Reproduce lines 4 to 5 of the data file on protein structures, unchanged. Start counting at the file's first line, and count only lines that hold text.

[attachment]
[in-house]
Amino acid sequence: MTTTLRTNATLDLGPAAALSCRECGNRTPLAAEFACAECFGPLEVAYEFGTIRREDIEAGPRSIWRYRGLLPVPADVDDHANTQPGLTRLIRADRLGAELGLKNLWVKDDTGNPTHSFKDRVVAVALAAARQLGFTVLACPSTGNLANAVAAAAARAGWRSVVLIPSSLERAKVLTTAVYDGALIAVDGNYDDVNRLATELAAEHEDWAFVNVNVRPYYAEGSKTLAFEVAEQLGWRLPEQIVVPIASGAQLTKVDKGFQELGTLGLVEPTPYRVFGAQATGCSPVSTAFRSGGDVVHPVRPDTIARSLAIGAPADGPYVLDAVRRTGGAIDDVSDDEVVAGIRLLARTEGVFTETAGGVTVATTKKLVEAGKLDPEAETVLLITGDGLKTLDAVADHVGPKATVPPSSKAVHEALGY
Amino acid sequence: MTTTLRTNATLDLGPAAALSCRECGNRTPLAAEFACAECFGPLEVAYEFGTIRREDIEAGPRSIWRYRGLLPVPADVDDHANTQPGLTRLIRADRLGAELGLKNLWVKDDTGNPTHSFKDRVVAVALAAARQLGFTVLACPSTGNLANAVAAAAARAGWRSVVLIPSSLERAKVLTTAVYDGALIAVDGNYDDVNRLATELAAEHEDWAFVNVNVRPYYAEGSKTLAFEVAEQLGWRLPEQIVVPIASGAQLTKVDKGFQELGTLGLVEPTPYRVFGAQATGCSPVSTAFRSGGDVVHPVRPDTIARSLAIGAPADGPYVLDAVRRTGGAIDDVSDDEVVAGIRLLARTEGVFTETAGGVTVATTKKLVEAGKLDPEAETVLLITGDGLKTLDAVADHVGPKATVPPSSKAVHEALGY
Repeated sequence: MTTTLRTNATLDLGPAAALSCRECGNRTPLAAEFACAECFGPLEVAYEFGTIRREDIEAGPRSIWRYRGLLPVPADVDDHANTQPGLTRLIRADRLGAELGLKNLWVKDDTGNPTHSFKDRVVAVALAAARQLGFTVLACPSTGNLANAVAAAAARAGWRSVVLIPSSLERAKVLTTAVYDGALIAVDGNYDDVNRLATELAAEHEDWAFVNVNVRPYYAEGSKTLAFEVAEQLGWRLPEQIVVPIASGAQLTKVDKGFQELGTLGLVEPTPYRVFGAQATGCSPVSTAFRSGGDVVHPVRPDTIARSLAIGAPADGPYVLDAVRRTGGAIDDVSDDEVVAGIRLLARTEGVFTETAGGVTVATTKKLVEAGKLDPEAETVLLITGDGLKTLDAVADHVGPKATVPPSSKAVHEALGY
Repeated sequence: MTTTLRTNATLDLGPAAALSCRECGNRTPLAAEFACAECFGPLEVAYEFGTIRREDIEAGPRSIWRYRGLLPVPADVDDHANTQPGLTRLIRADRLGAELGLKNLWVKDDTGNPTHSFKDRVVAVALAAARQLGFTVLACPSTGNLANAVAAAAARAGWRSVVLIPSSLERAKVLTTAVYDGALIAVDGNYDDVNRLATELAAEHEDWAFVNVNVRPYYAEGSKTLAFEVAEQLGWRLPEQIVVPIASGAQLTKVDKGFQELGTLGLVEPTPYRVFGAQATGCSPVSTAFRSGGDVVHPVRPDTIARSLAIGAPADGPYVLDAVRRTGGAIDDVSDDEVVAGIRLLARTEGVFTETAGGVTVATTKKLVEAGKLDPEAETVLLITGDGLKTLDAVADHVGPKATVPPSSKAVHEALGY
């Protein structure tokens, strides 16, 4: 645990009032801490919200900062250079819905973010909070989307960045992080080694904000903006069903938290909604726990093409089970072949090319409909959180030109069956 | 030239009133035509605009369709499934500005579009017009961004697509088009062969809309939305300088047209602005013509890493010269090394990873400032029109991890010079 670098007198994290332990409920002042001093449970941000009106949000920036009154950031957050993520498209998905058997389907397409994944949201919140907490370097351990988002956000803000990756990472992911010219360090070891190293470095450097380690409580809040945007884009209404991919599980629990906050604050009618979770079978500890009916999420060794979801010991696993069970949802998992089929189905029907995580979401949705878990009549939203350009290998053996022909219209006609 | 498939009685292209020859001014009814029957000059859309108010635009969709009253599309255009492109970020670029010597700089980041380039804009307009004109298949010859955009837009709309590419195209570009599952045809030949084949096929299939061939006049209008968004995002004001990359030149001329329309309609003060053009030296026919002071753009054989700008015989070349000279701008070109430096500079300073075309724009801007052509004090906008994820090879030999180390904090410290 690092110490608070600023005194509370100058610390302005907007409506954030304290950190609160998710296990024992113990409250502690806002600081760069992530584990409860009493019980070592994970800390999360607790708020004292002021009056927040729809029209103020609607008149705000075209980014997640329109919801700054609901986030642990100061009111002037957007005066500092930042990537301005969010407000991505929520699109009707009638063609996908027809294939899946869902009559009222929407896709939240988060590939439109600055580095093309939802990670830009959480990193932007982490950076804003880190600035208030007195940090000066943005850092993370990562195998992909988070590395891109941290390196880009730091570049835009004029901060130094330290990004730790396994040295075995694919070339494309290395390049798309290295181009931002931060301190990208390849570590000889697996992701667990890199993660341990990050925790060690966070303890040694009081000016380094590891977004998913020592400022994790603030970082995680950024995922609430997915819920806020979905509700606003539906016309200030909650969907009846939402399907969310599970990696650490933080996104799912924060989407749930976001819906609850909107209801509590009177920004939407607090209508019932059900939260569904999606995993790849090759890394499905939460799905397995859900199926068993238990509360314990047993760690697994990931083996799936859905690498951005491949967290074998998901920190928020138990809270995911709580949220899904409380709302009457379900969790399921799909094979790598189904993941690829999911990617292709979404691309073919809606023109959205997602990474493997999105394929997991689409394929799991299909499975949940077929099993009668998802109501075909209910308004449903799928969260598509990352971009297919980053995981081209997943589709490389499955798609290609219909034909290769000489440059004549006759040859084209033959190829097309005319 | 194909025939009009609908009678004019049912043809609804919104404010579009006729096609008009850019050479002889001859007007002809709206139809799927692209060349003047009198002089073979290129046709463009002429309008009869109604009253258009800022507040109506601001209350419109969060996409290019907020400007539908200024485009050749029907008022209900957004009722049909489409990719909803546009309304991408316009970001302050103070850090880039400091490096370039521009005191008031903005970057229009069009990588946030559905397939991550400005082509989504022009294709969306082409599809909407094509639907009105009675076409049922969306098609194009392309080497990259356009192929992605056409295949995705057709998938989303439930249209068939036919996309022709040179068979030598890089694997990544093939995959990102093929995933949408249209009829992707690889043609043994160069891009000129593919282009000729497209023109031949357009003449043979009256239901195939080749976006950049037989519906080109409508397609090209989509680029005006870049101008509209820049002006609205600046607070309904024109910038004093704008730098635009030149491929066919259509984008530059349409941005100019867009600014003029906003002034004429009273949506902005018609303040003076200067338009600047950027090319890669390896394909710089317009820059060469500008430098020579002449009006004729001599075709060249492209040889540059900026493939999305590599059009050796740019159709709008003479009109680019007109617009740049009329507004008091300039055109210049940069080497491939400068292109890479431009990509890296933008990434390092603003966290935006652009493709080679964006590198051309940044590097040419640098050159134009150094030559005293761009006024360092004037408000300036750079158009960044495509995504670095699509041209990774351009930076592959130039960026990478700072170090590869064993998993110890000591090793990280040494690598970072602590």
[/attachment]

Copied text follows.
Repeated sequence: MTTTLRTNATLDLGPAAALSCRECGNRTPLAAEFACAECFGPLEVAYEFGTIRREDIEAGPRSIWRYRGLLPVPADVDDHANTQPGLTRLIRADRLGAELGLKNLWVKDDTGNPTHSFKDRVVAVALAAARQLGFTVLACPSTGNLANAVAAAAARAGWRSVVLIPSSLERAKVLTTAVYDGALIAVDGNYDDVNRLATELAAEHEDWAFVNVNVRPYYAEGSKTLAFEVAEQLGWRLPEQIVVPIASGAQLTKVDKGFQELGTLGLVEPTPYRVFGAQATGCSPVSTAFRSGGDVVHPVRPDTIARSLAIGAPADGPYVLDAVRRTGGAIDDVSDDEVVAGIRLLARTEGVFTETAGGVTVATTKKLVEAGKLDPEAETVLLITGDGLKTLDAVADHVGPKATVPPSSKAVHEALGY
Repeated sequence: MTTTLRTNATLDLGPAAALSCRECGNRTPLAAEFACAECFGPLEVAYEFGTIRREDIEAGPRSIWRYRGLLPVPADVDDHANTQPGLTRLIRADRLGAELGLKNLWVKDDTGNPTHSFKDRVVAVALAAARQLGFTVLACPSTGNLANAVAAAAARAGWRSVVLIPSSLERAKVLTTAVYDGALIAVDGNYDDVNRLATELAAEHEDWAFVNVNVRPYYAEGSKTLAFEVAEQLGWRLPEQIVVPIASGAQLTKVDKGFQELGTLGLVEPTPYRVFGAQATGCSPVSTAFRSGGDVVHPVRPDTIARSLAIGAPADGPYVLDAVRRTGGAIDDVSDDEVVAGIRLLARTEGVFTETAGGVTVATTKKLVEAGKLDPEAETVLLITGDGLKTLDAVADHVGPKATVPPSSKAVHEALGY